wire, a lot of lithium for all those batteries and a lot neodymium for the motor. And given the environmentalist uproar over mining copper, lithium and neodynium or any metal for that matter, I doubt those materials will be free’d up anytime soon to placate demand for them to economically build a automotive fleet.

    • tt_ttf

      you point out a truth that many want to ignore – the whole life cycle of a Tesla does not add up compared to hybrid cars with very efficient gas engines.

      Add the ridiculous lease residual values Tesla promised buyers when they will need 20K of new battery pack to be up to snuff (think about that compared to a 3 or 4 year old gas engined car) and there is a huge financial timebomb waiting, quite apart from the shady deal with Solar City.

    • 500 tonnes * 21 = 10,500 tonnes, which is about the mass of the rocket, fueled. Not sure what the fuel fraction would be, but given the design (where much of the 500 tonne payload is the second stage engines and structure) that doesn’t sound ludicrous. Maybe the base vehicle will end up being more than 10,500 tonnes, but that sort of growth is normal.

      • LazyReader

        The Saturn V weighed 202 tons empty, 3000+ tons full. Even so at some point you reach a point of diminishing returns where the size and weight means vastly more fuel to just get it launched. It’s like building a car engine so massive and heavy the car only goes 10 feet before it runs out of gas. Instead of worrying of building one space ship and launching it, orbital assembly of modules seems more the approach for 500 tons of space ship.

        • …Right, but I think SpaceX understands how thrust and delta-V work. I mean, they’ve got a delta-V chart in the presentation and everything.

  • Disarmed in CA

    Chick: Man, what are you doing with a gun in space?

  • So… We need to develop Space Guns.

  • DetroitMan

    I’ll be impressed with Musk and Space-X when that monster rocket actually launches successfully. Until then, it’s all just speculation and marketing on Musk’s part. His Mars rocket could just as easily be the next N1 instead of the next Saturn V.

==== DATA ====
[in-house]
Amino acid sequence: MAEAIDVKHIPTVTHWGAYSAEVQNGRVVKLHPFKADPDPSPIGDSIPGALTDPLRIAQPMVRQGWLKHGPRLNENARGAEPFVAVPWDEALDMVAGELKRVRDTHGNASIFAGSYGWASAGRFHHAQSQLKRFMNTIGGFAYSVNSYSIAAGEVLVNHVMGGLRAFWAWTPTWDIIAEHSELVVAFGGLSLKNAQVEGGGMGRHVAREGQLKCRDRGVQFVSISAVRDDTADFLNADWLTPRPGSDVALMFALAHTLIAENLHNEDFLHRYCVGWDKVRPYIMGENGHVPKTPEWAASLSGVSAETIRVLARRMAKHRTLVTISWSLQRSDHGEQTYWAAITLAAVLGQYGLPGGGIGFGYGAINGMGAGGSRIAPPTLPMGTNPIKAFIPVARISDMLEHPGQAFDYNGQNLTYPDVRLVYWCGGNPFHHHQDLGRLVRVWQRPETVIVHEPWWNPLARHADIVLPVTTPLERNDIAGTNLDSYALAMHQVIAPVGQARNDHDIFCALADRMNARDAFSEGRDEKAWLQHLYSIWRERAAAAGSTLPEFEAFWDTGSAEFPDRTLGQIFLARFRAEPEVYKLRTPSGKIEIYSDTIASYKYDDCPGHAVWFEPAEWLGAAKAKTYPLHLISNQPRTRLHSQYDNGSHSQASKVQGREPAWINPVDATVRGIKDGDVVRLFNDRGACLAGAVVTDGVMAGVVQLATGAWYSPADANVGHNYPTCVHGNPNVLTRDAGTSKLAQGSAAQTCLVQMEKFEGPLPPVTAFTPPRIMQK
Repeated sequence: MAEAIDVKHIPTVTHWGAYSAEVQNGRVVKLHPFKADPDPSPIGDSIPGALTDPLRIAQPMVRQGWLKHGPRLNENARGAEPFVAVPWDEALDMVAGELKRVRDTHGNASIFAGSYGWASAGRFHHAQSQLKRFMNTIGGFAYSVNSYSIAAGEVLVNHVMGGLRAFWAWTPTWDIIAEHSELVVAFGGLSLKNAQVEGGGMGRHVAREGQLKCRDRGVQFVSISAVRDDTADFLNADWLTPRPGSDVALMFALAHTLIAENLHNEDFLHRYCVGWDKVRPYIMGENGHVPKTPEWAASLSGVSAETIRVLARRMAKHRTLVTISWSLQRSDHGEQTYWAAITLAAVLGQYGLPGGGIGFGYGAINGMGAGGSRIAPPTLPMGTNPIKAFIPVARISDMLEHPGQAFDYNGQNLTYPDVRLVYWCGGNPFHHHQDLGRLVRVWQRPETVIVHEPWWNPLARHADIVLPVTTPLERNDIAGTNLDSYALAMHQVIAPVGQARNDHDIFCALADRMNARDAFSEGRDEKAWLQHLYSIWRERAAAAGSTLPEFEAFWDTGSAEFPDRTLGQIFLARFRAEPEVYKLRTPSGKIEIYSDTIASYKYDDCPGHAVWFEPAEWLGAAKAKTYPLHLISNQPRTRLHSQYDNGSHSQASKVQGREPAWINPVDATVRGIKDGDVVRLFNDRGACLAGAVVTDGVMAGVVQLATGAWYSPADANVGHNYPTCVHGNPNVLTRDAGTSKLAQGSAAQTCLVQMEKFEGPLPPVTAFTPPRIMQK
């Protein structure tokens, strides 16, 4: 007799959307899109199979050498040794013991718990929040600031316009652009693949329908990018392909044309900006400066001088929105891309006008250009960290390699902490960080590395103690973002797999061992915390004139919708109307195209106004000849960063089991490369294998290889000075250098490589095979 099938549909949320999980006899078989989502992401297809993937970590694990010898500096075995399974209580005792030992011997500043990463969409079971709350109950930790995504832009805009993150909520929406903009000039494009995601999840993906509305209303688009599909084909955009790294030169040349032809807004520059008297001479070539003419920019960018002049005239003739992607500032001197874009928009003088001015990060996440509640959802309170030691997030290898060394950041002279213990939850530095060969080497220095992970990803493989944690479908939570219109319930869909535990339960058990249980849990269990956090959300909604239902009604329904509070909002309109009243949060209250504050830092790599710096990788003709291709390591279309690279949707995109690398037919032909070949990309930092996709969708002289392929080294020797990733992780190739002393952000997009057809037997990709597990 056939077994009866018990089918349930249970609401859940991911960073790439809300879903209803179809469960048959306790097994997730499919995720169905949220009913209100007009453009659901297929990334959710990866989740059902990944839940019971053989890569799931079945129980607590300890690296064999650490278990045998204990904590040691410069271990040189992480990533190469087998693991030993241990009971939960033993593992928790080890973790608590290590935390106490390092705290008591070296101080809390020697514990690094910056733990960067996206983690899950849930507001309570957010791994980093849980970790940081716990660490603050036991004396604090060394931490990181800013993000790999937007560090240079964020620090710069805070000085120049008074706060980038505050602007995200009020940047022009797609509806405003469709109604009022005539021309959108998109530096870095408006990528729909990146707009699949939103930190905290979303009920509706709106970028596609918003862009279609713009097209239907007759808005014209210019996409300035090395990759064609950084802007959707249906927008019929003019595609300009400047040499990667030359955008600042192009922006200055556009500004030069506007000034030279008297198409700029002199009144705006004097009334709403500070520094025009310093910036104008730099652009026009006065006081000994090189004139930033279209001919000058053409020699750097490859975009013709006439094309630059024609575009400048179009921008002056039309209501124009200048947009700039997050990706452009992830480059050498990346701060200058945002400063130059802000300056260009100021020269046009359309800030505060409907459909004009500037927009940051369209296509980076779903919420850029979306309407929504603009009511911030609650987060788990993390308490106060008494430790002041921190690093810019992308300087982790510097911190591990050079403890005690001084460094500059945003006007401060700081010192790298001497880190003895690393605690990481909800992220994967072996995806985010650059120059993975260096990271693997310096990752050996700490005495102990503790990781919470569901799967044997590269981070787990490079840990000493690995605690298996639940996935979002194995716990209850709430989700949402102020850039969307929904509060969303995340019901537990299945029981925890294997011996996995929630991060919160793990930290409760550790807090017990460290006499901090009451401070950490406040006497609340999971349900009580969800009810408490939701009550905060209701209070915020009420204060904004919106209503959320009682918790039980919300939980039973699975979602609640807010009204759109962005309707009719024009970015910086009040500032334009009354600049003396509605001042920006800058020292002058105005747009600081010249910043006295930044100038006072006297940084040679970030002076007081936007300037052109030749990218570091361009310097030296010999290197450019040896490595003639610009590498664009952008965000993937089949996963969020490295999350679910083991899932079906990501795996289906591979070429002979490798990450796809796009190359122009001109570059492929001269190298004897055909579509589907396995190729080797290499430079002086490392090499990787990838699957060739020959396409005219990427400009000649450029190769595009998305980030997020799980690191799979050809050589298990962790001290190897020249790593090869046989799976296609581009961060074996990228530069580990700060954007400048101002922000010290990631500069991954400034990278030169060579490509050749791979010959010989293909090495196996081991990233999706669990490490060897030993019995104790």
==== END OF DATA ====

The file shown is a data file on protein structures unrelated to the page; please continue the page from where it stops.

As for the firearms industry, there are two problems. One is that everyone can get rich making AR-15’s and accessories for them. The other is that consumers, whether private or government, frequently punish or ignore innovations. Controllable fully automatic pistols? Dead. Remington’s electronically ignited primers? Dead. Bushmaster ACR? Might as well be dead. Short magnum cartridges? All but dead. A mountain of cartridges designed for the AR-15 that offer better performance than the 5.56mm NATO? Most are on life support, sustained mostly by a dedicated group of fans who reload them. If you’re a private company that has to turn a profit, the outlook for innovations in the firearms field is bleak. You have a stark and easy choice. 1) Spend relatively little R&D money and develop an AR-15 variant or an accessory for the AR-15. Chances of a good return on the investment are high. 2) Spend a lot of R&D money to develop something innovative and pray to God it catches on, instead of people saying “It won’t do what the AR-15 was specifically designed to do as well as the AR-15 will do it.” Even if somebody spent the big dollars to make caseless ammunition feasible, there could always be a MacArthur who says “Nah, we’ve got too much 5.56mm NATO on hand to bother changing to a new cartridge.” So the incentive really isn’t there for private companies.

    The devil’s advocate in me thinks that the best chance for a major innovation would be for the government to open its own arsenals once again. If somebody would pay engineers to design better weapons without having to worry about selling them to people who just want the same thing they already have, we might get somewhere.

    • I don’t know man, landing a first stage on a barge in the ocean is pretty impressive to me, and SpaceX has done it four times…

      Again, I think that’s your sense of risk talking. Risk aversion is good, but we’ve seen time and time again that true pioneers exhibit an almost insane lack of risk aversion. Look at Shackleton, Columbus, early aviators, or even the Apollo program. There was huge risk involved in their endeavors, and while they certainly tried to mitigate that risk, they did it anyway.

      • DetroitMan

        Space-X’s success with powered descent is impressive, I’ll give them that. It’s a much different problem than building a giant rocket that can lift 100 people from the ground to Mars in a single unit. My dad worked on the Titan program. He talked to me about it quite a bit, and about the general challenges of rocketry. I have also studied the issues the Soviets had with the N1. The Mars rocket will be impressive if they can pull it off, but the technical challenge will be orders of magnitude harder than powered descent.

        One thing I noticed in your list of pioneers is that most had heavy government funding. The early aviators didn’t have direct funding, but they were competing for prizes, many of which were offered by governments. Taking wild risks does lead to startling advances, but it also leads to failed companies and lost lives. I think the firearms industry today is entirely too risk averse to bring about the kind of technological leap you are talking about. They have a long history of getting screwed when they innovate, and there is tons of money to be made by building what people want right now. There are two ways I can see a major advance happening. One would be for a John Browning or a Ronnie Barret to pursue innovation for its own sake. The other would be for a government or branch of the military to decide they want a specific technology like caseless ammunition and put up a substantial reward for developing it. Barring either of those, it doesn’t seem likely to me that firearms technology will take a leap from its current plateau.